A study done in Eastern and Southern Africa found that male circumcision reduced HIV transmission between serodiscordant couples. A total of 3,297 serodiscordant couples were included in the prospective study. The HIV-positive partner was also infected with HSV-2. After the initial examination, uninfected partners had a quarterly visit consisting of a genital examination and an HIV test. Patients received risk-reduction counseling, quarterly syndromic STI treatment and no cost condoms. Plasma viral level of the infected partner was measured at enrollment, 3, 6, 12 months and at 24 months. The HIV-positive clients were interviewed every month on the number of coital acts with or without condoms, confirmed by their HIV-negative partner. HIV-positive serostatus was confirmed by Western blot if a rapid test was positive. Timing of infection was determined by PCR prior to seroconversion. The time of HIV infection was defined as the earlier positive PCR. Each confirmed transmission between the study partners was classified as “linked.” It was classified as “unlinked” if HIV was acquired from another sexual partner other than the study partner confirmed by genetic sequencing of plasma samples. Analysis was done only for linked transmissions. Sixty-seven percent of the HIV-positive partners were women. Thirty-four percent of the HIV-positive and 55% of the HIV-negative males were circumcised. Eighty-six linked transmissions occurred during the 24 months. Male circumcision decreased the risk of acquiring HIV by 47% by female HIV-negative sexual partners. For each 10-fold increase in plasma viral RNA, increased transmission by 2.9 fold was also observed.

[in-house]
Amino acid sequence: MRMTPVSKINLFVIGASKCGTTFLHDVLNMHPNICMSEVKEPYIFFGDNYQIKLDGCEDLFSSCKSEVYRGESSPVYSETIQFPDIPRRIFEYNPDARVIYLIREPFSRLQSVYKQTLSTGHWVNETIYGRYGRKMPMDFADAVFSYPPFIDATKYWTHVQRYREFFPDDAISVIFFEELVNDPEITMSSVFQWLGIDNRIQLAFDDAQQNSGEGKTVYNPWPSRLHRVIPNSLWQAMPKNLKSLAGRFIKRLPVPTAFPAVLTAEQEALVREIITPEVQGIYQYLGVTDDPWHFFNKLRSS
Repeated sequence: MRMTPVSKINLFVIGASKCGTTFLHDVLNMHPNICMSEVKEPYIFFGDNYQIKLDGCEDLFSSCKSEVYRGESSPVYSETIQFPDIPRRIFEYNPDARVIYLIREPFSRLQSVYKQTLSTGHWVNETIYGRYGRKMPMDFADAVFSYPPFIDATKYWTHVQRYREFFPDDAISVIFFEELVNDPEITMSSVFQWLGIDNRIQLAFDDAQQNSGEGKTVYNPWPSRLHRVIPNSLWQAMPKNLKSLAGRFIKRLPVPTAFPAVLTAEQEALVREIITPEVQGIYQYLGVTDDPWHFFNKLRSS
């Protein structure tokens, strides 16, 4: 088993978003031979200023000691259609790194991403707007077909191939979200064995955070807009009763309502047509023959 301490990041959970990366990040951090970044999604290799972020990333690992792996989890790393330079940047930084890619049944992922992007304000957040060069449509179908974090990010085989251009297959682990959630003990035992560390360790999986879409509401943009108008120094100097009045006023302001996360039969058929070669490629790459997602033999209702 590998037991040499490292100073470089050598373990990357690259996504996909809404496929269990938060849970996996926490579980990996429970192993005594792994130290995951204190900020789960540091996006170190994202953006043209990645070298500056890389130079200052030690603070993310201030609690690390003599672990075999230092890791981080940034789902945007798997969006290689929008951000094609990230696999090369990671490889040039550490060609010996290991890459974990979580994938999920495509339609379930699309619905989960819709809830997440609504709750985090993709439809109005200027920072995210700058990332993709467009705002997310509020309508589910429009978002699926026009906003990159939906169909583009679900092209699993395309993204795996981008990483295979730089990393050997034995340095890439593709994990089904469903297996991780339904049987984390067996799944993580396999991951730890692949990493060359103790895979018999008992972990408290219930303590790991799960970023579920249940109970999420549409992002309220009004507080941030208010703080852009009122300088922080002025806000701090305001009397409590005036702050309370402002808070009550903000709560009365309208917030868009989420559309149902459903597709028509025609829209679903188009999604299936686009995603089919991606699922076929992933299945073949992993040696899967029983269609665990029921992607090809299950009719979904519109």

A 2004 – 2008 prospective study in Kenya, Rwanda, South Africa, and Zambia found no increased risk, and potentially decreased risk, from male circumcision on male-to-female transmission of HIV-1 among 1,096 HIV-1 serodiscordant couples in which the HIV-1 seropositive partner was male. This effect was similar when restricted to the subset of HIV-1 transmission events confirmed by viral sequencing to have occurred within the partnership, after adjustment for male partner plasma HIV-1 concentrations, and when excluding follow-up time for male partners who initiated antiretroviral therapy. Physical examination at the time of study enrollment determined 374 (34%) male partners to be circumcised. During the median follow-up of 18 months, 64 female partners seroconverted to HIV-1, with 50 (78%) determined to be genetically linked within the partnership by viral sequencing analysis. The probability of HIV-1 acquisition was not statistically different for women whose partners became circumcised (21.7% at 24 months) compared with those whose partners remained uncircumcised (13.4%). Follow-up for HIV-1 seronegative female partners was also 18 months and a total of 1,685 person-years of follow-up were accrued. Prior to enrollment, all participants received an HIV-1 prevention package consisting of pre- and post-test counseling, risk reduction counseling (individual and couple), free condoms, and management of sexually transmitted infections (STIs) according to WHO guidelines.

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2. Counseling for both pregnant women and future fathers to circumcise male infants may reduce HIV acquisition and transmission when those male infants become sexually active young men. [See Antenatal Care - Testing and Counseling]